• There are viable pathways for change. For example, a few years ago, the Liaison Committee on Medical Education (LCME), which sets the standards for medical schools in North America, issued new accreditation standards on diversity that stated, “Each medical school must develop programs or partnerships aimed at broadening diversity among qualified applicants for medical school admission.” Published data show a trend toward increased diversity after the implementation of the new standards. Another example is the Advancing Diversity in Physical Therapy program at the University of Delaware, where the data also show a trend toward improved diversity and higher overall academic performance.
  • Scientific training data also show negative trends in the career choices of underrepresented and female postdoctoral researchers. Published data reveal the factors associated with pursuing a research career in academia. The type and level of unbiased and genuine social support is a critical factor. Cohort programs can provide this type of support.
  • To integrate cross‐cultural education into the training of current and future health professionals, it is important to recognize that unaddressed patient–provider sociocultural differences negatively influence communication and clinical decision‐making. For example, published data reveal racial bias in pain assessment and treatment recommendations and false beliefs about biological differences between Blacks and Whites. Cross‐cultural education offers promise as a tool to improve the provision of quality care to diverse patient populations and, ultimately, reduce healthcare inequities.
  • Following these three recommendations will improve health equity in the rehabilitation community:
    • Promote consistency and equity of rehabilitation care through evidence‐based guidelines that were developed through a lens of health equity.
    • Increase the proportion of underrepresented U.S. racial and ethnic minorities among rehabilitation health professionals and researchers.
    • Integrate cross‐cultural education into the training of current and future rehabilitation professionals and rehabilitation scientists.


  • Dr. Akinwuntan asked how to create a pipeline for identifying diverse students to apply to physical therapy programs. Dr. Hicks said that the University of Delaware program identified undergraduate students in exercise science or who had undeclared majors. The program initially targeted and engaged juniors and seniors but quickly switched to targeting freshmen. Many of the students in the program end up attending doctoral programs at other institutions.
  • Dr. Akinwuntan asked whether the demographic distribution of the region for each school played a major role in creating a diverse student pipeline. Dr. Hicks said that undergraduate students come to the university from all over the country. He added that there are different types of diversity in almost every region of the country, including indigenous populations. Regardless of student body diversity, following the recommendations for improving diversity in the field is still valuable. Dr. Akinwuntan suggested recruiting athletes or others engaged in sports to increase awareness of the physical therapy profession.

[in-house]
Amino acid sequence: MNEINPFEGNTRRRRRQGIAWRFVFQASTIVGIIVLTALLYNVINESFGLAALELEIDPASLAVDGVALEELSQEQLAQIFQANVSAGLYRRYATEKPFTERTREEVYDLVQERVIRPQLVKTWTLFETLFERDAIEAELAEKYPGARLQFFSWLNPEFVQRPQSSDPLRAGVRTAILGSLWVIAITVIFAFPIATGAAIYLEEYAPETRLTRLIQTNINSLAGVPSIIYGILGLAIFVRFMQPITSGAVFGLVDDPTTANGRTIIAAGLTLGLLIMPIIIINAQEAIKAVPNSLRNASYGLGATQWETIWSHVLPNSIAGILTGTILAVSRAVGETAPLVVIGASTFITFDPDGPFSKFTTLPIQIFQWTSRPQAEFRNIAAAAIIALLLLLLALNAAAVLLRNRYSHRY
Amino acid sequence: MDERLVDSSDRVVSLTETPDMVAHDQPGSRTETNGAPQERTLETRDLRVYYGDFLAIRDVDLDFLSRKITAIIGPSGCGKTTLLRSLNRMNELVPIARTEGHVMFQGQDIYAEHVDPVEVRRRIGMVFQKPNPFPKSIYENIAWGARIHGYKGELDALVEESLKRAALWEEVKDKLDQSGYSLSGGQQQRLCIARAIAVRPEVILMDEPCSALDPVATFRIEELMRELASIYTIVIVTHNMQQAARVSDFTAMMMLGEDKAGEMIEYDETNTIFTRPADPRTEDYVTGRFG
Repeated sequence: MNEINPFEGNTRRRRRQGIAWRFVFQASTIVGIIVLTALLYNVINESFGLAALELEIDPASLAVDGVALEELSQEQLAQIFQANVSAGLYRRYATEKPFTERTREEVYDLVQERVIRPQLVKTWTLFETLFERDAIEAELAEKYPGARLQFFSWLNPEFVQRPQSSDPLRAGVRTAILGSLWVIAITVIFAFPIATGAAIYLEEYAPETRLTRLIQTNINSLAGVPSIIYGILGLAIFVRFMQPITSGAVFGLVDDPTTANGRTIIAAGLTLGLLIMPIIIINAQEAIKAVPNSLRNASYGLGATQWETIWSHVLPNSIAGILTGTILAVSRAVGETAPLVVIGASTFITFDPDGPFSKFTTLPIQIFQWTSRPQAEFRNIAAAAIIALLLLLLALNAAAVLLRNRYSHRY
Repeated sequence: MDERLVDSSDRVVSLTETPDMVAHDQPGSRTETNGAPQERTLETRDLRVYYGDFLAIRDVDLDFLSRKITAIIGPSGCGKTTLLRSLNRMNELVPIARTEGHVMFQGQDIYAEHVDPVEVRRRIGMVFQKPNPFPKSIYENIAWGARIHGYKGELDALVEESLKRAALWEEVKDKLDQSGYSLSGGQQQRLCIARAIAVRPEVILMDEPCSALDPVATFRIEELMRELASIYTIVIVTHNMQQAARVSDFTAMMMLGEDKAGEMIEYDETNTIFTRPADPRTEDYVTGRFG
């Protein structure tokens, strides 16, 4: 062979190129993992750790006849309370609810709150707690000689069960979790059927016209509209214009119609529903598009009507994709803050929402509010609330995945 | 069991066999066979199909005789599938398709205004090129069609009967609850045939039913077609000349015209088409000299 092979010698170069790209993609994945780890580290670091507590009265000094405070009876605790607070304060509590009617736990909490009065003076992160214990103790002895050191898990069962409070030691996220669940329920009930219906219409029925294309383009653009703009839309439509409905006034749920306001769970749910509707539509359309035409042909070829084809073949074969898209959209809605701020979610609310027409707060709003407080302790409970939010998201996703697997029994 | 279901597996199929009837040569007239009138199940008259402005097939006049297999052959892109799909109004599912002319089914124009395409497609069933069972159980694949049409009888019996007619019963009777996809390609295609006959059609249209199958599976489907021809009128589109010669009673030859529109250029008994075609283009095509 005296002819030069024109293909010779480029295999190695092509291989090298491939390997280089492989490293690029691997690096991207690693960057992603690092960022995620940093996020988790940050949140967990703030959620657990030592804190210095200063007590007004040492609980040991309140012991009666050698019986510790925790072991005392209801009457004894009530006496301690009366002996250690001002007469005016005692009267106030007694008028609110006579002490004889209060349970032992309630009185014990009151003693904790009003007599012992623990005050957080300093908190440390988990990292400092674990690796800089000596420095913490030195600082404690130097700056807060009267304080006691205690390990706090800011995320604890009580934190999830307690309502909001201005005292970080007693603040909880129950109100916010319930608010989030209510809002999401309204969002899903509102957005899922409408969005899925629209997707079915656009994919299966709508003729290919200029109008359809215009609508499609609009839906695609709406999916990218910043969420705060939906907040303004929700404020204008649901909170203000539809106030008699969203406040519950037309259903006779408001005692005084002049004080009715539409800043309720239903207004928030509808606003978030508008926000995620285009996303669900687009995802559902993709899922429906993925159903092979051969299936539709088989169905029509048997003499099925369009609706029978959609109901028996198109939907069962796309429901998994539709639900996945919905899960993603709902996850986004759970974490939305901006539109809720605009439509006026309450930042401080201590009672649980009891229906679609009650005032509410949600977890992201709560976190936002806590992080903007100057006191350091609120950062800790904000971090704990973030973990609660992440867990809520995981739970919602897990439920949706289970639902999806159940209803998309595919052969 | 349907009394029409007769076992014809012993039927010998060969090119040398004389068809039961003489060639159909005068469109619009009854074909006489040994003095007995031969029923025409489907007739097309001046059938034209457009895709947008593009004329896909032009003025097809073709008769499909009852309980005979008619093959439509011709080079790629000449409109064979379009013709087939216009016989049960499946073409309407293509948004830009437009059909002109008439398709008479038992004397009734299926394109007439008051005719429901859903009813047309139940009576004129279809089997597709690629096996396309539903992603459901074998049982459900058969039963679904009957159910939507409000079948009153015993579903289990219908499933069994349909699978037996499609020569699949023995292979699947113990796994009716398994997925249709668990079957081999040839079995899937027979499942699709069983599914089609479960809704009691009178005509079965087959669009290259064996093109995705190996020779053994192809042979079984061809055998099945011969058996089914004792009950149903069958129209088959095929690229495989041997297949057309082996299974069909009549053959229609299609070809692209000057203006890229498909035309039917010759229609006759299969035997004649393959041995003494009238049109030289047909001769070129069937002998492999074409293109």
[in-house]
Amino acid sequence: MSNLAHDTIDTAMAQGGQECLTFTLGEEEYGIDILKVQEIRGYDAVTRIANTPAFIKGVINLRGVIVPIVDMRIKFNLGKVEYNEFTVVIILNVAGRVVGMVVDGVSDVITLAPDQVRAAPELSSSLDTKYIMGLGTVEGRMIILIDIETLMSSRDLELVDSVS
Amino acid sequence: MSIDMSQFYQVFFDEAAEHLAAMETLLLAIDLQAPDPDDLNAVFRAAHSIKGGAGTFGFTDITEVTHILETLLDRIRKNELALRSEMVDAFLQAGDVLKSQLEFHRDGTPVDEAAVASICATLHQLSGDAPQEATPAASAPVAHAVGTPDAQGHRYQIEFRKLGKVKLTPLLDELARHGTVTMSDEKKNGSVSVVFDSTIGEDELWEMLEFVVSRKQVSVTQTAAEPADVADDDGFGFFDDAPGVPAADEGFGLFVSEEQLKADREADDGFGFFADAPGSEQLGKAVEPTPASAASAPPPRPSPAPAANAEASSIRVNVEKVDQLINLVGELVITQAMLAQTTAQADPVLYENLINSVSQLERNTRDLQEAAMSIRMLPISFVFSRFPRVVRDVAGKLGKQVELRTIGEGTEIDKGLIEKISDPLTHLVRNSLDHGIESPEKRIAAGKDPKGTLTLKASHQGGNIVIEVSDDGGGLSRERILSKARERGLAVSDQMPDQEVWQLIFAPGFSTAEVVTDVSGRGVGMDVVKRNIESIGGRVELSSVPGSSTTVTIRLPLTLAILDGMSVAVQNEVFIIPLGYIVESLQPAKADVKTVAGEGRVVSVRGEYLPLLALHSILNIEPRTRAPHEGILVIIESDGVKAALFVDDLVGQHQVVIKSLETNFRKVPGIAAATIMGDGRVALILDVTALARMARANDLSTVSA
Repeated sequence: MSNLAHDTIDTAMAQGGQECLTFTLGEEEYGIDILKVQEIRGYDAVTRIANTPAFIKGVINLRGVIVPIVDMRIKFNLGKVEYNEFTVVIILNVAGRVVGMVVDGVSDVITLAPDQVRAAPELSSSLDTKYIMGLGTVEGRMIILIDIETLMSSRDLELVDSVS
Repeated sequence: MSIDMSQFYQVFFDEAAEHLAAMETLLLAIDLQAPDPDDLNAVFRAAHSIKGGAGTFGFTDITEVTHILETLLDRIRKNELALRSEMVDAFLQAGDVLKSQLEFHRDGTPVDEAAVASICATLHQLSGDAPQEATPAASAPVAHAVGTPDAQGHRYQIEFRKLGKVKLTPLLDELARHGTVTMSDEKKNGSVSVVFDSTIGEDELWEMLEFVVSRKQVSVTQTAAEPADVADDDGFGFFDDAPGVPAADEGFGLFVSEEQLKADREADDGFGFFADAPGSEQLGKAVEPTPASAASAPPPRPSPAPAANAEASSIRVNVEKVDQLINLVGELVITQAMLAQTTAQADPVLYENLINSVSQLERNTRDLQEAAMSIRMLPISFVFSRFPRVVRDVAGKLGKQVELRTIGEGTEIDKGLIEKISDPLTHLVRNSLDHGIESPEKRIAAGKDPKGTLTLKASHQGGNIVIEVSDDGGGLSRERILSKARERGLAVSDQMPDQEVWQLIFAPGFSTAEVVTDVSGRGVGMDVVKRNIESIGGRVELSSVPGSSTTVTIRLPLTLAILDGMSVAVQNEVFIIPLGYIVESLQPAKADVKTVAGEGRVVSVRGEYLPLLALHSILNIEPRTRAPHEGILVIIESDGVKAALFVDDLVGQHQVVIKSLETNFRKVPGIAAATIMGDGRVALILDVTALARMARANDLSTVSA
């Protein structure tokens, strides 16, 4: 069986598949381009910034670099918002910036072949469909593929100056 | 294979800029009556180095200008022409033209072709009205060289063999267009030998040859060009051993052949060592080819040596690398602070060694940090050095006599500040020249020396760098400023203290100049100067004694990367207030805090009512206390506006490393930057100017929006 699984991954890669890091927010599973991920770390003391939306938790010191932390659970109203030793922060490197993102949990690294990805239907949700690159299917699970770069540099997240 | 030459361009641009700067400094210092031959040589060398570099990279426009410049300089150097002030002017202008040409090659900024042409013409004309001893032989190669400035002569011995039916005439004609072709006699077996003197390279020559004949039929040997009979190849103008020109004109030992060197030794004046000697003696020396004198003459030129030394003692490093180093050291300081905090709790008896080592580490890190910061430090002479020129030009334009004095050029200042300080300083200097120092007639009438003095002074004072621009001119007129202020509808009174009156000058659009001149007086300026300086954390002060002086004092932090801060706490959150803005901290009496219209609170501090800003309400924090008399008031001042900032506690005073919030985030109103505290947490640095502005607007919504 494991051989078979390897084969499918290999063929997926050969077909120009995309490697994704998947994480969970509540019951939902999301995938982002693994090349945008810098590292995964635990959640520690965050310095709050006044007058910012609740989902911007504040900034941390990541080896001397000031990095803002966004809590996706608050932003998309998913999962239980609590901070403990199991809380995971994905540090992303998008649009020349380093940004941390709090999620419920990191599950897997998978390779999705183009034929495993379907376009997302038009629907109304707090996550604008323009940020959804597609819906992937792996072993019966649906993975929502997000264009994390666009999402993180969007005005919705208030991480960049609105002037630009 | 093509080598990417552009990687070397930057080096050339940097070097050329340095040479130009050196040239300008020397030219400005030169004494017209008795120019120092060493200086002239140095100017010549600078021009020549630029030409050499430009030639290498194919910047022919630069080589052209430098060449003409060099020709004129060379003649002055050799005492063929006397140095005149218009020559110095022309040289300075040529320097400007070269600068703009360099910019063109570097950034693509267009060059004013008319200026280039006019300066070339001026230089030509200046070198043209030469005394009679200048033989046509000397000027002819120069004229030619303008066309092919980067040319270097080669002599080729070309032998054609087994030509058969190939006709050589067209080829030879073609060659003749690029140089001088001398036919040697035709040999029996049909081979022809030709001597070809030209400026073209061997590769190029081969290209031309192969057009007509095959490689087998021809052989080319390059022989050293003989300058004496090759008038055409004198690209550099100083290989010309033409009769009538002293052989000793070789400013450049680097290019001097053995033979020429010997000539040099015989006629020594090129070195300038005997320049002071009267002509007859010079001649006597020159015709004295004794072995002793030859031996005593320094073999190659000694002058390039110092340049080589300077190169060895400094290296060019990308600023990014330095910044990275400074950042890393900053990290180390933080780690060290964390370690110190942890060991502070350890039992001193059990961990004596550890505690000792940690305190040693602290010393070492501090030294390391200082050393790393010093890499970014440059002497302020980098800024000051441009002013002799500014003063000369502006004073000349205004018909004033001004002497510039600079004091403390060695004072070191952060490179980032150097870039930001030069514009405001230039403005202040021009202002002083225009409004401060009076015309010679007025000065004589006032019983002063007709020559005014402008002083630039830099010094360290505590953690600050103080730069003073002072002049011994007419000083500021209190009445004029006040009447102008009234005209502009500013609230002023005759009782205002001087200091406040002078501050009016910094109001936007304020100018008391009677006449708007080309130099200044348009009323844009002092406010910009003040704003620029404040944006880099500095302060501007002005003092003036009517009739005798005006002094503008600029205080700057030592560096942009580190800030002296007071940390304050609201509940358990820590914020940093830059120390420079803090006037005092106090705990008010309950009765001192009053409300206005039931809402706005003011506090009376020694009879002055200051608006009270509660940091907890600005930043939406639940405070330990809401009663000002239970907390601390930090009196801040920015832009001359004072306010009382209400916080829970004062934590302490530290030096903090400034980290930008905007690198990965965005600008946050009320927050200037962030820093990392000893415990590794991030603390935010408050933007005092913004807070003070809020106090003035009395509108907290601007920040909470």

• Dr. Ellerbe asked whether the University of Delaware was doing anything to improve the number of students who go into physical therapy research as scientists. Dr. Hicks said that the program is taking it one step at a time, first increasing the number of physical therapists with plans to expand into scientific research in the future. An NCMRR training grant has contributed to this effort, and graduate students and faculty have begun to do more mentoring work.
  • Dr. McDonald asked whether the increase of for-profit inpatient rehabilitation companies was having an impact on diversity. Dr. Hicks said that it would be part of the equation, but many factors are tied to finances. Data on healthcare inequities show that the lack of diversity is costing the country billions of dollars each year. Monetizing these factors may create funding opportunities for addressing these issues. Altruism is nice, but money influences people greatly.
  • Dr. Stevens-Lapsley asked for input on addressing the limitations on creating diversity in research studies where language barriers create challenges. Dr. Hicks said that this was a major issue for core services. Strategies might include language department partnerships and the use of translation services. Dr. Stevens-Lapsley suggested using administrative supplements for language services. Mr. Wudlick said that the University of Minnesota was also experiencing budget constraints that affected attempts to create translated materials and consent forms. He agreed that additional funding was necessary to improve reach and encouraged Advisory Board members to continue to work together to develop creative approaches.

Remarks from Parting Members

Dr. Ellerbe thanked NICHD, NCMRR, and her fellow Advisory Board members for the opportunity to serve on NABMRR and help shape its research portfolio. With her background in public health, she feels honored to have contributed to the development of the NIH Research Plan on Rehabilitation. Dr. Ellerbe has tried to provide input on the need to improve access to services for minority groups and increase opportunities for women and ethnic minorities on both sides of research—as investigators and as participants. She was excited to hear Dr. Hicks’s presentation and more about the STRIVE initiative and was proud to represent APTA and the physical therapy profession on this Advisory Board. She asked NCMRR to continue to include physical therapy representation on NABMRR.